While JPD is not saying what led up to the shooting, Kalwara confirmed the suspected shooter and the victim were acquaintances and at one point, coworkers. According to their respective Facebook pages, they both worked at the Safeway in Juneau: Cook as an assistant manager and Strawn as a janitor.

When reached for comment, the Juneau Safeway referred the Empire to the corporate Safeway headquarters, then to the district manager, then to an administrative assistant, and eventually to a spokesperson in Washington who did not return phone messages by press time.

“You know Safeway, they don’t like you to even know that we exist,” one Safeway official joked wryly.

Employees at the Juneau location, meanwhile, were asked not to talk to the press.

“I believe we’re not able to make any comments about it right now,” one employee said by phone.

Albertson helped police quickly identify Strawn as the shooting suspect, but it took some time to find him. At one point, police thought he was at a residence in the 9900 block of Stephen Richards Memorial Drive, where he was known to hang out. Police had the place under surveillance throughout the night.

In the morning, JPD thought they saw a man matching the suspect’s description leaving the home to board a city bus headed to Nugget Mall. Police officers ended up searching several Capital Transit buses that happened to be at the mall at the same time, all to come up empty-handed.

There was also a public safety concern. JPD waited to execute search warrants at Strawn’s home until after children walking to school had left the neighborhood.

The SWAT team entered the home, Unit 35 on Duck Creek Loop, and took Strawn into custody at 8:31 a.m. Wednesday. He was taken to the JPD station on Alaway Avenue, formally arrested at 2 p.m. and then transported to Lemon Creek Correctional Center. JPD’s Kalwara did not say if he was interviewed by police while at the police station.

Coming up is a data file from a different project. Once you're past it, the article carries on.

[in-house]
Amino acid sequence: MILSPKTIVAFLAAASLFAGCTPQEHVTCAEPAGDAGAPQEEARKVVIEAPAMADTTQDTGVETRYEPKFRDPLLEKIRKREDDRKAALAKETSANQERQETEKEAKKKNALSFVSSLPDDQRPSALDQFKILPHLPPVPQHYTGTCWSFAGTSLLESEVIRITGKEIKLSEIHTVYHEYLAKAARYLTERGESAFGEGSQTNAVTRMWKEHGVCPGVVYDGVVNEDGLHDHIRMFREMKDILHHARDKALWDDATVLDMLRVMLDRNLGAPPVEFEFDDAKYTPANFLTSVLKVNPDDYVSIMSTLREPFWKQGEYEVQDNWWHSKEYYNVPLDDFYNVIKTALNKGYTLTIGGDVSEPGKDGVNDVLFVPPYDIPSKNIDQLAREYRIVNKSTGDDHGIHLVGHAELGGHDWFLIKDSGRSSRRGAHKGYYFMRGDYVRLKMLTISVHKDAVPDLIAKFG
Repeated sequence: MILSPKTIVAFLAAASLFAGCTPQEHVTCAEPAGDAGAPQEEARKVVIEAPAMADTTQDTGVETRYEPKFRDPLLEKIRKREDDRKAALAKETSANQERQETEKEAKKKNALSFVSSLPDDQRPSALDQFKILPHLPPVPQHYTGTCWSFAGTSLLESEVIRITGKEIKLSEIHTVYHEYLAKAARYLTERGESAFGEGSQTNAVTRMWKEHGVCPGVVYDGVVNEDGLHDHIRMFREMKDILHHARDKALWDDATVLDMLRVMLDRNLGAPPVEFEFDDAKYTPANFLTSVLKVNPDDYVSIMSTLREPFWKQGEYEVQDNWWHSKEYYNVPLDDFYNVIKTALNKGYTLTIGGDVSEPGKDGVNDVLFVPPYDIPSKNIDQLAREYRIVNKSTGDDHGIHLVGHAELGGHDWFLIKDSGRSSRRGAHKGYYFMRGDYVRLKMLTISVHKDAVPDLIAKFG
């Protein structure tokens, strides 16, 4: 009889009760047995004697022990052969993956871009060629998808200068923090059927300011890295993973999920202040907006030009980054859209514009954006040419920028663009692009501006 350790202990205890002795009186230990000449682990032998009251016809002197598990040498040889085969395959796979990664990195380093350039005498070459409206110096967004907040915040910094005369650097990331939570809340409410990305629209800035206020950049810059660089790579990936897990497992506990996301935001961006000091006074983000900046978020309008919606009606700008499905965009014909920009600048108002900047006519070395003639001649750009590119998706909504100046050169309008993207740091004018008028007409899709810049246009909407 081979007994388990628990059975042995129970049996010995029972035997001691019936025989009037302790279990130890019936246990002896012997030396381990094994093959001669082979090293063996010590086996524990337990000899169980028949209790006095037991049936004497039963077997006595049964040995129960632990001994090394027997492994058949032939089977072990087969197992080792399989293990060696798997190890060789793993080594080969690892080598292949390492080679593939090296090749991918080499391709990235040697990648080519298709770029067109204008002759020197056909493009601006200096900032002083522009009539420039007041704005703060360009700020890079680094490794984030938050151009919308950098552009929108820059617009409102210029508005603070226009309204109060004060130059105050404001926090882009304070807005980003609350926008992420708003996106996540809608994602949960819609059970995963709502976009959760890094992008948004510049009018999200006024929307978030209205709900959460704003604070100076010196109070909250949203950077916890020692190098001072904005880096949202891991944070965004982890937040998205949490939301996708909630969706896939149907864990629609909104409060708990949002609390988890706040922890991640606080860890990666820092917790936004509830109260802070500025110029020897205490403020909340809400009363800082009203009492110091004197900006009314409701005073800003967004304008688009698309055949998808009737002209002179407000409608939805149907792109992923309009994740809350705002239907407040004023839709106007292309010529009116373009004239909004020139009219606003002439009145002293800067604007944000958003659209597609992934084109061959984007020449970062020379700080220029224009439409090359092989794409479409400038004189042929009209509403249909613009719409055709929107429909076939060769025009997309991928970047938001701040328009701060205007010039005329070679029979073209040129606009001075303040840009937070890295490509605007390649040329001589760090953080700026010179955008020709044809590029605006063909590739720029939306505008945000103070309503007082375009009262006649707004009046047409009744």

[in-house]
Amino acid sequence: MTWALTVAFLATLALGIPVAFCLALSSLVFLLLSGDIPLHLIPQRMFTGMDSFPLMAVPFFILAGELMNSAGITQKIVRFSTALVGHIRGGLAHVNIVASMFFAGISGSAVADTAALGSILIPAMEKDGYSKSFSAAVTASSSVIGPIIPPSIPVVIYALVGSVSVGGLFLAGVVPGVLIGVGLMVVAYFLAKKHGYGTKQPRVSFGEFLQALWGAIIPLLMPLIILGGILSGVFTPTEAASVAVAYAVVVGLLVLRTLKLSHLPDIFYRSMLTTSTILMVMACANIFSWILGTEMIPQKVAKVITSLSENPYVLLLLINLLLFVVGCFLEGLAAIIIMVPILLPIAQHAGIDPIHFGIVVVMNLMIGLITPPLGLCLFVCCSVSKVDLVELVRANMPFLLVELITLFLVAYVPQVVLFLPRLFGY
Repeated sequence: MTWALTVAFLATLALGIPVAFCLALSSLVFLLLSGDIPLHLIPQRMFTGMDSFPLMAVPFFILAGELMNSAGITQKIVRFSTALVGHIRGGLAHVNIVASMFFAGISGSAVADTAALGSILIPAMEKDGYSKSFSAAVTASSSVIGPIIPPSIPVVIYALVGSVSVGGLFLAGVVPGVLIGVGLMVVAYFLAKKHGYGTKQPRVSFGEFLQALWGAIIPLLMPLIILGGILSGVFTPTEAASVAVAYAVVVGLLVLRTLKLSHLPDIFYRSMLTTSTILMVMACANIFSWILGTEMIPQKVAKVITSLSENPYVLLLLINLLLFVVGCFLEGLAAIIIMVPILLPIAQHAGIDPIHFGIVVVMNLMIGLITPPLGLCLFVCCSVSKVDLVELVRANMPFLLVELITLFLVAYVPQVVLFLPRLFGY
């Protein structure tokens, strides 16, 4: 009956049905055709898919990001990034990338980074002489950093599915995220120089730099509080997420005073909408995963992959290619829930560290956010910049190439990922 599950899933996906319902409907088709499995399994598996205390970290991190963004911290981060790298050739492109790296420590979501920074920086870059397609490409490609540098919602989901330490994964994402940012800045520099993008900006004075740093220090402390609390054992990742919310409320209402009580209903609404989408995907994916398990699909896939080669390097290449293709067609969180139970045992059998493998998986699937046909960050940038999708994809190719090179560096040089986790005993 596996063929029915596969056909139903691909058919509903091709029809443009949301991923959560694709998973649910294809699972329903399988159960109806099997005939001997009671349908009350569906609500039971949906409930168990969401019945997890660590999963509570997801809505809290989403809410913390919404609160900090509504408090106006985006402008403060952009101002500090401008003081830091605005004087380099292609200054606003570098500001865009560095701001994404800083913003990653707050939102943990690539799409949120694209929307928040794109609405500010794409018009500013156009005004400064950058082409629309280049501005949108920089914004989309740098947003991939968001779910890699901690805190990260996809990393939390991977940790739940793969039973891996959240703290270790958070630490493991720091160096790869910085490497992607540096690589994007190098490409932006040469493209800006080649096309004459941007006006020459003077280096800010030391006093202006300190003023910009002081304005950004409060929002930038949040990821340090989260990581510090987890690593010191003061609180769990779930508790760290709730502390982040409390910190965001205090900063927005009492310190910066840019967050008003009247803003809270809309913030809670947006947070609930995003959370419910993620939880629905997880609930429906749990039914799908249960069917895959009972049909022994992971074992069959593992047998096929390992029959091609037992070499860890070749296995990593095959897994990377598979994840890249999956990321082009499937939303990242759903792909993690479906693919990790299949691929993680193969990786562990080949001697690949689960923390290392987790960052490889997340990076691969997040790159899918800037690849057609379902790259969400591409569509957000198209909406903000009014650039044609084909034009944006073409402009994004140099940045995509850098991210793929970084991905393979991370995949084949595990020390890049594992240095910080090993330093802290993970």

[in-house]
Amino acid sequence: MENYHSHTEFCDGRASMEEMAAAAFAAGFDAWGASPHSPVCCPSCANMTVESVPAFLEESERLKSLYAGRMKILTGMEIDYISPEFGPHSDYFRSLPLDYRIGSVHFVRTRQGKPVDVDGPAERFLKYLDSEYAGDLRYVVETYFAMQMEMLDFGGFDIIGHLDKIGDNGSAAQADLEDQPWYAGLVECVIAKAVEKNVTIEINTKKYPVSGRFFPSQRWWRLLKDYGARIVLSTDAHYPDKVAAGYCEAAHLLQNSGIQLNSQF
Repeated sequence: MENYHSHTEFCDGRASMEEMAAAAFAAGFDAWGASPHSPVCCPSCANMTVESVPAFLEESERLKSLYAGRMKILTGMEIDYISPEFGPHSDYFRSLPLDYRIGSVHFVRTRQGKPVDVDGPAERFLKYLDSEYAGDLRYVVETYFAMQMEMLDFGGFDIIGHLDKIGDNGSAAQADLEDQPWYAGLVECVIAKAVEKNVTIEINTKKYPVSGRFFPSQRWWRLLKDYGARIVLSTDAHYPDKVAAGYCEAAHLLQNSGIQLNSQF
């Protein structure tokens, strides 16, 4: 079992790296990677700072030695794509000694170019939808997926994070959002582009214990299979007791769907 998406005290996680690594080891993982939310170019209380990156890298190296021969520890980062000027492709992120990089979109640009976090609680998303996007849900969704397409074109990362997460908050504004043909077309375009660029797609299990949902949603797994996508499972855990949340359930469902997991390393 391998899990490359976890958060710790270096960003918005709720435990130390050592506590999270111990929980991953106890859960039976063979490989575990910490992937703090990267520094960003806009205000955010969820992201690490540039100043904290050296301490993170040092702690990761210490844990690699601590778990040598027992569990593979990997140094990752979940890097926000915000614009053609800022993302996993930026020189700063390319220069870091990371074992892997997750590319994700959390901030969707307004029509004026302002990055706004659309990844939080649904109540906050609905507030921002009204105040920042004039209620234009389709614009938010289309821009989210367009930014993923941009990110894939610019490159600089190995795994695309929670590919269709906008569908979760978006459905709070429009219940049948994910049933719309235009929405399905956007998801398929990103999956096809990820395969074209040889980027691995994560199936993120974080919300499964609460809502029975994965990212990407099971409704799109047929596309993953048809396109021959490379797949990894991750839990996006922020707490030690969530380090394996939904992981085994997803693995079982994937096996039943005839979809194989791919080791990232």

Court records online do not indicate when Strawn will appear in court for a first-felony appearance, but court rules require a defendant to appear in court within 48 hours of being booked at LCCC.

Charging court documents have not been filed in this case yet, but will likely be available today.

According to the court database, Strawn does not have a prior felony in the state of Alaska. He has a prior misdemeanor conviction for resisting a Juneau police officer in 2010, and a woman twice (once in 2013 and again in 2014) took out a domestic violence protective order against him. He has another misdemeanor conviction for violating one of those orders.

All the prosecutors with the Juneau District Attorney’s Office are in Anchorage for a conference this week. The judges, likewise, are at a conference in Alyeska. Magistrate judges are filling in for the Juneau District and Superior Court judges while they are away.

The prosecutors won’t be back until Friday evening, but can participate in court hearings by phone.

Assistant District Attorney Amy Paige told the Empire mid-day Wednesday — before JPD announced that an arrest in the case had been made — that they were not considering coming back to Juneau early.

“No, we’re not,” she said. “Because all that will happen, and this is just procedurally, the next step would be if he was charged, we would have an arraignment tomorrow and that would be the only progress over the next couple of days. So I don’t think it’s necessary.”

She noted the DA’s office has been consulting with JPD in this case as the investigation was ongoing.

At Kodzoff Acres on Wednesday, a sky blue S.U.V. drove past Trailer C16, which neighbors say Albertson and her fiancé just moved into two weeks ago. It was the trailer park’s site manager. She hadn’t yet heard the news.

“You mean in Juneau?” she asked incredulously, when told police believe a murder took place in the trailer. “Really?”

Juneau historically has seen low homicide rates. According to FBI statistics, the last recorded homicide in Juneau was 2010. Before that, there was one recorded homicide per year from 2007-2009. JPD reported two homicides to the FBI in 2006.

“Any violent crime I think is an anomaly,” the site manager said as she drove to work. “I think Juneau is a safe place.”

• Contact reporter Emily Russo Miller at 523-2263 or at emily.miller@juneauempire.com.

 

 

Murder in the valley